#18
16 hours is just overworking yourself. I would say 3 hours maximum for each instrument daily, 6 hours maximum if you're doing just one instrument a day. Occasionally, if you feel it's absolutely necessary, 10 hours practice every fortnight. There's only so much you can do to improve, if you overplay you'll burn out severely, you'll overwork your muscles and your playing won't improve as fast as if you were practicing for half that long.
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#19
1. Cut practice time by at least 6 hours.
2. Practice improvisation during your practice time. You seem to be overlooking that.
#21
It also looks to me as though you don't really have a definite plan. You have things like "shred study" or "blues/country" but no specific ideas. You're going to have to develop the planning a bit more.
#22
terrible idea, ask yourself why you play guitar
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#23
Quote by Edgeless
sincs the summer hoildays have started here in the uk for me i have the next 6 weeks of nothing to do so i have decided to start practicing both of these instuments (guitar,bass) for 8 hours a day

here is my planned practice for guitar

10 minutes- warming up
1 hour -chord revision ,practise and composition
1 hour- scales and modes (fully understanding the pentatonic and the harmonic minor)
2 hours - technique practise( legato, slide, hybrid picking, two handded tapping)
2 hours shred study (speed and accuracy especialy)
1 hour- blues or country study
1 hour - learning song of choice

planned practice for bass

10 minutes- warming up
1 hour -scales and modes
2 hours technique practice (legato, slide, hybrid picking, two handded tapping)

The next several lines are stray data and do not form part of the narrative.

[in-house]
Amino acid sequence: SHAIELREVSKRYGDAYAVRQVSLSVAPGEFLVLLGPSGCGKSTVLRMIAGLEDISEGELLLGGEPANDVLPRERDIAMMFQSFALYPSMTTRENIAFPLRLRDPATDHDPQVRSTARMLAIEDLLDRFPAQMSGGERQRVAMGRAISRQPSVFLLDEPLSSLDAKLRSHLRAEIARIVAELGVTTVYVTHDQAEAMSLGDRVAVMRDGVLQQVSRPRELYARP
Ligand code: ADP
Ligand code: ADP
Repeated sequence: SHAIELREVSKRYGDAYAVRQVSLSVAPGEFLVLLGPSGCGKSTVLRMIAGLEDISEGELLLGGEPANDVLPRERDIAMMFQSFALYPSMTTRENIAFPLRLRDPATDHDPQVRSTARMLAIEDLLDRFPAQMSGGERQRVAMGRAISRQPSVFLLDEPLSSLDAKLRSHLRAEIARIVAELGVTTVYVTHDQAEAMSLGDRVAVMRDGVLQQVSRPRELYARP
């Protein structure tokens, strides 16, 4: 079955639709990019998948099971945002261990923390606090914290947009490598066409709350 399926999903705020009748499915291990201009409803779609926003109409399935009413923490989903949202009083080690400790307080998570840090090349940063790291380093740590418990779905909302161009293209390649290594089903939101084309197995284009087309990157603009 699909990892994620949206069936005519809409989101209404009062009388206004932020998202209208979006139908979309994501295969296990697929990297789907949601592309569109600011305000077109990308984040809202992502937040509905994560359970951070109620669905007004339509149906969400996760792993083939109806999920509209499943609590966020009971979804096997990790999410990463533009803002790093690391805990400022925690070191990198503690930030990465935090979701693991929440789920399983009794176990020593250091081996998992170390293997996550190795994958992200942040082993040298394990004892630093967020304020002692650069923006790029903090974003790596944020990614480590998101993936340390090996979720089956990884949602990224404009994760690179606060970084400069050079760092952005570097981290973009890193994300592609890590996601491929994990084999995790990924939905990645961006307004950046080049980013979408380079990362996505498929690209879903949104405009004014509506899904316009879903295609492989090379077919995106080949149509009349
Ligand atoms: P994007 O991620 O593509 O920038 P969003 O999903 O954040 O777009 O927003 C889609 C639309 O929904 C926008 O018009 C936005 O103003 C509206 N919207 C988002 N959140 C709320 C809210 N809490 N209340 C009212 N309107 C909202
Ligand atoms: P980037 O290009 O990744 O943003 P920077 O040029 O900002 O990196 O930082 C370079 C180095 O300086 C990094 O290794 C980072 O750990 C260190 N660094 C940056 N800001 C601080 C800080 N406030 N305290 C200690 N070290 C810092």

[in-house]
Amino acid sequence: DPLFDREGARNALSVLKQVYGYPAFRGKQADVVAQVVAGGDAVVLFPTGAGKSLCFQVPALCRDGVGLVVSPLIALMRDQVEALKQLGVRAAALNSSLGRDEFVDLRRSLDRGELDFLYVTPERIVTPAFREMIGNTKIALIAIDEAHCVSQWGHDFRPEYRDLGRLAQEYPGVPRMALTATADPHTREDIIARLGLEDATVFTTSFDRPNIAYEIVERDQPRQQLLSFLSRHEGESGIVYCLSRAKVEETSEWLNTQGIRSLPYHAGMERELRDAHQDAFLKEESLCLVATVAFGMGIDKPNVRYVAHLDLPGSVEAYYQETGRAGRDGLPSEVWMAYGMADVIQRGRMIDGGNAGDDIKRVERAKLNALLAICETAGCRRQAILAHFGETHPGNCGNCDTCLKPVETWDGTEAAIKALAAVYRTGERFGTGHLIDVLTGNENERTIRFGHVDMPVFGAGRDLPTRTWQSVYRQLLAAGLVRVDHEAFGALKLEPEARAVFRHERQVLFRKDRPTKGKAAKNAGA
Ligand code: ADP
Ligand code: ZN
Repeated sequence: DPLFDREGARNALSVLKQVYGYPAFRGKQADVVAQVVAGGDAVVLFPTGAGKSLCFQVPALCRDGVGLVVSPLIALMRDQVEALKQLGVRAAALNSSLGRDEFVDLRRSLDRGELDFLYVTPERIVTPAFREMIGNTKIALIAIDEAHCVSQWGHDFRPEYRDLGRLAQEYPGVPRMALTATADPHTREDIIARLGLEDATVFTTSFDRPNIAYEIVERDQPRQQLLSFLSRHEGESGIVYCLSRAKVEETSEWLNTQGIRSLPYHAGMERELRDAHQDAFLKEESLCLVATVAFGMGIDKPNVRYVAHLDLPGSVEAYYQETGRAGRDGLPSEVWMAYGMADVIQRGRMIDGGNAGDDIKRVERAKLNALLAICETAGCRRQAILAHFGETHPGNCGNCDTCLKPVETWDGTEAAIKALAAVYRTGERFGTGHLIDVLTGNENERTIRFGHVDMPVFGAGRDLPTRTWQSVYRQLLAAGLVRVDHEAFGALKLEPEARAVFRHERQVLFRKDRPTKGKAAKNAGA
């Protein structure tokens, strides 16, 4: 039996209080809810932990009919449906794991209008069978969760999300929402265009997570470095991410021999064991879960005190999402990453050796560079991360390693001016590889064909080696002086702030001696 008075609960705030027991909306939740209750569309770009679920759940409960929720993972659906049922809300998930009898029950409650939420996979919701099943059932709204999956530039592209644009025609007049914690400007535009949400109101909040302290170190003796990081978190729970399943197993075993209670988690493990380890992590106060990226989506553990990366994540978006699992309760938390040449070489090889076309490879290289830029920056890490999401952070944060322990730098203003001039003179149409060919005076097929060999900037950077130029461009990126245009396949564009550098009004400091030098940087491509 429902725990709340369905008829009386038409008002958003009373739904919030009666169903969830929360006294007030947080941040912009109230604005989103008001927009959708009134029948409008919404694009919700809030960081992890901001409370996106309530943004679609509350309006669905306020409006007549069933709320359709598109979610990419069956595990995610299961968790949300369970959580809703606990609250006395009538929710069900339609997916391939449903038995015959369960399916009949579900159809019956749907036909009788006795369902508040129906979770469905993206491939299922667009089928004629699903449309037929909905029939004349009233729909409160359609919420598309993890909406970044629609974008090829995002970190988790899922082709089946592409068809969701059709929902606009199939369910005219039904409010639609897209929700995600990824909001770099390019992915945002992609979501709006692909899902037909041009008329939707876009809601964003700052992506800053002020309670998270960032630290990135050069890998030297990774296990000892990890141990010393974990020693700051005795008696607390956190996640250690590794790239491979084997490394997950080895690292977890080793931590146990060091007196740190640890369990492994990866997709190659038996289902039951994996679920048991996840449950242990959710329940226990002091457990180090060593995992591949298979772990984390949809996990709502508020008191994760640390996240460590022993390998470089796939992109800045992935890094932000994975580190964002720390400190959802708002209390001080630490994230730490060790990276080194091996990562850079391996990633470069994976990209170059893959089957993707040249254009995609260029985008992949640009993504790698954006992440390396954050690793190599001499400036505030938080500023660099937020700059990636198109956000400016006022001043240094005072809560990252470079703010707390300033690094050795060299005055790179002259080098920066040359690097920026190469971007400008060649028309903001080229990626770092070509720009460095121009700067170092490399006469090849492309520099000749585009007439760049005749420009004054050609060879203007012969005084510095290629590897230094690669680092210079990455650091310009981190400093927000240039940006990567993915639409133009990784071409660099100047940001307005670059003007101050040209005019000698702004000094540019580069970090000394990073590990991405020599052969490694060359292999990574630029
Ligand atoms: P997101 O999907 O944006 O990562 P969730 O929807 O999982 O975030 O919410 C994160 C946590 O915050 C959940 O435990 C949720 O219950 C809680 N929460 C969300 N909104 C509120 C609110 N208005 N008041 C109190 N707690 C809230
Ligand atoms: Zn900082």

3 hours bass shred - looking at the techniques of players like john myung, cliff burton, timmy c, ect
2 hours song study- learning song(s) of choice

btw i am aware of learning theory and read sheet music and that will be fitted in where i can also if anyone would like to offer advice tips please do


Alright, here's my idea, combine some of this stuff.

2 hours for technique practice, followed by 2 hours of shred practice? Really, the two should be one in the same, not two totally different studies. So that takes out 2 hours. At the same time, almost all of blues and country is either chord work or a solo of some form, almost always improvised. So, chop that out and free up another hour to devote to improvisation/ear training.

There's also no need to practice on the bass as though it was a totally unrelated instrument. Scales and modes don't really change. So, chop out 1 hour for scales and moded, that's just redundant. The same goes for technique and bass shred, the two are one in the same, and not totally unrelated to guitar practice for the same thing, so chop that down to an hour, and make it for application of guitar based training to the bass.

Now, time to cut some of those times down. 1 hour for chord work and composition seems very excessive to me, cut it down to 20-30 minutes. 2 hours for technique is also very excessive, how about another 30-45 minutes. As far as bass, like I said, treat it as more or less the same instrument (don't flame, I know it's different in many ways), learn to apply what you know to the bass, and work on some more bass specific techniques, i.e. slapping. Do that for another ~30 mins. Now, instead of allocating three hours to studying songs, try this: pick out a song, try to figure out the bassline, if you can't, look up the tab, then try to figure out the guitar, if you can't, look up the tab. Work that song until you can play it fairly well, and move on to another, then come back and work it a little more the next day. Do that for anywhere from 20 minutes to an hour, as time permits. Finally, for improvisation, write a bass-line, and then write a guitar part to go over the top. Just come up with one "song" a day.

I think something like that would work much better, and you could be done in 2 hours or less. 16 hours a day is more than ridiculous, it's just plain stupid (pardon the harshness). If you try to do your routine, you will be ready to set your guitar on fire and run your head through a garbage disposal. The thing is that there is an upper limit to everything. Your brain needs time NOT spent playing to learn and make connections, your muscles and tendons need time off to heal. Contrary to popular belief, you do grow when you're not playing guitar. The best way to figure out how to practice guitar is to combine weight-lifting and school. If you lift weights intensively every day, and always train the same muscles, you'll basically wither away. If you studied the same thing every day, with no real goal, you'd never learn.